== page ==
Gamma ray bursts
In part 2 of "Real Doomsday?" Gamma ray bursts are looked at.
Quotes from http://www.mondovista.com/endtime2x.html
Gamma ray bursts come from the Galaxy's core and are deadly:
A burst of the same intensity as the 1997 event, originating from inside the Milky Way, would deliver 100,000 time the lethal dose of radiation, killing every life form that was exposed. Could that really happen to us?
Even a close gamma ray pulse can be damaging:
This question was answered on August 27th, 1998 when an unusual 5 minute gamma ray pulse was located just 20,000 light years away in the constellation of Aquila. This may sound like a huge distance, but to astronomers this is just "next door." The Milky Way Galaxy, for example, is just 100,000 light years from end to end.
The 1998 event was close enough and strong enough to ionize Earth's upper atmosphere, damage a couple of spacecraft and disrupt global communication. Since then astronomers place gamma ray bursts from the Glaxy's core at the top of the list of things we don't want to happen.
Cyclical and frequent explosions:
Not in my galaxy!
Ironically, all of these facts are incorporated in LaViolette's "superwave" theory. He concludes that there are cyclical and frequent explosions from the Galaxy's core. These waves of radiation advance outward to the edges of the Galaxy, impacting everything and causing stars to erupt in their path. He believes this is what has happened many times to our own solar system -- the most recent superwave of radiation being 14,950 years ago. He envisions the shock wave -- or superwave -- dragging cosmic dust along with it as it enters the heliopause and energizes our Sun.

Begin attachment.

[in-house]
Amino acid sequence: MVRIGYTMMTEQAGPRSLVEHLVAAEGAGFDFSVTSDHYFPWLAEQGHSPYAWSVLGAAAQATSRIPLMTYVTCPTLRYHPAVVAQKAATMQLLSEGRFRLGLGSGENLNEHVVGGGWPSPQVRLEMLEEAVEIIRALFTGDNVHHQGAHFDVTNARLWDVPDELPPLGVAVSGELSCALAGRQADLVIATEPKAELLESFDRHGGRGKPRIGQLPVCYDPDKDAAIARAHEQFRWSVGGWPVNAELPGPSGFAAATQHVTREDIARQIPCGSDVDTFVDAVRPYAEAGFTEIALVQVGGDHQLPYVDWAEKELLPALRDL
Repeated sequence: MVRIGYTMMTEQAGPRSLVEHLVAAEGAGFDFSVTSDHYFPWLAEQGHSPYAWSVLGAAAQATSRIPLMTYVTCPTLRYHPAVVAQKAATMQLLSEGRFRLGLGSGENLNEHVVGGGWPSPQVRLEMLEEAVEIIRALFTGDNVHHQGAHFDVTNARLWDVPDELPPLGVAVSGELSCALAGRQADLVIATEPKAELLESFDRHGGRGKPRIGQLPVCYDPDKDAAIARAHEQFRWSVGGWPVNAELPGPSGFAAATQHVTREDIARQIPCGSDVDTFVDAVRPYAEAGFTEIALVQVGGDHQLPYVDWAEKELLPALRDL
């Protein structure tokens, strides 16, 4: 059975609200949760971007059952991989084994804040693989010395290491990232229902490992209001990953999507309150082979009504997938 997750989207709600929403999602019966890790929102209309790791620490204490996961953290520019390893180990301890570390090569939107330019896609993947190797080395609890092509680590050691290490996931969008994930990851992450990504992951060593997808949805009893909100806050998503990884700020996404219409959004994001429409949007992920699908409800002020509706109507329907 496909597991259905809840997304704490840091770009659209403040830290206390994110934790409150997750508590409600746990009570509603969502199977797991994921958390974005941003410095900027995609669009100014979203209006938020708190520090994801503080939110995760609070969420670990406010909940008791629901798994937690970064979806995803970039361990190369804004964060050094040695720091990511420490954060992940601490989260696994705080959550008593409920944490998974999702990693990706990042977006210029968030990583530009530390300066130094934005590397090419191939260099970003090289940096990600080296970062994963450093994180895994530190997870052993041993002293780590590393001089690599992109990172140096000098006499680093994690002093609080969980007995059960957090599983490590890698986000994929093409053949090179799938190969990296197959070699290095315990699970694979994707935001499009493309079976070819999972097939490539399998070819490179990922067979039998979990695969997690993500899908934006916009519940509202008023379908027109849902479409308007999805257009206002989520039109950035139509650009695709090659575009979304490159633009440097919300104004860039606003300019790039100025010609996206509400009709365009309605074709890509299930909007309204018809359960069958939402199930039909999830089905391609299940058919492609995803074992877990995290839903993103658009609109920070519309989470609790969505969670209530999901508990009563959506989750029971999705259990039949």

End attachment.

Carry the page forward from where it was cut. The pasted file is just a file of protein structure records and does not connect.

Ice core samples support this view. Evidence of the effects from cosmic dust show at ice core strata corresponding to the years 13,880 to 13,785 BCE. This evidence, along with the Moon glass, the presence of cosmic dust and the abrupt and atypical end of the last ice age -- all point to an intimate relationship between extreme solar activity and gama radiation from the Galactic center.
Very high energy rays:
Something has changed
More troubling is the suggestion by some scientists that this powerful radiation may not require a dramatic burst or explosion to cause eruptions in the Sun. Physicists at nearly a dozen research institutions, including New York University, have discovered evidence for very high energy gamma rays emitting from the galactic equator in the Milky Way. These gamma ray levels mark the highest energies ever detected from the Galaxy.
The gamma rays had a median energy of 3.5 trillion electron-volts, or 3500 times the mass-energy of a proton. Previous satellite experiments have seen gamma-ray emissions along the galactic equator reaching up to energies of only 30 billion electron-volts.
Perhaps related to this is the puzzling fact that, even though we have witnessed no Galactic explosions or "bursts", the measurements of cosmic dust streaming inside the heliopause as been steadily increasing  to almost three times since the last solar maximum in 2001.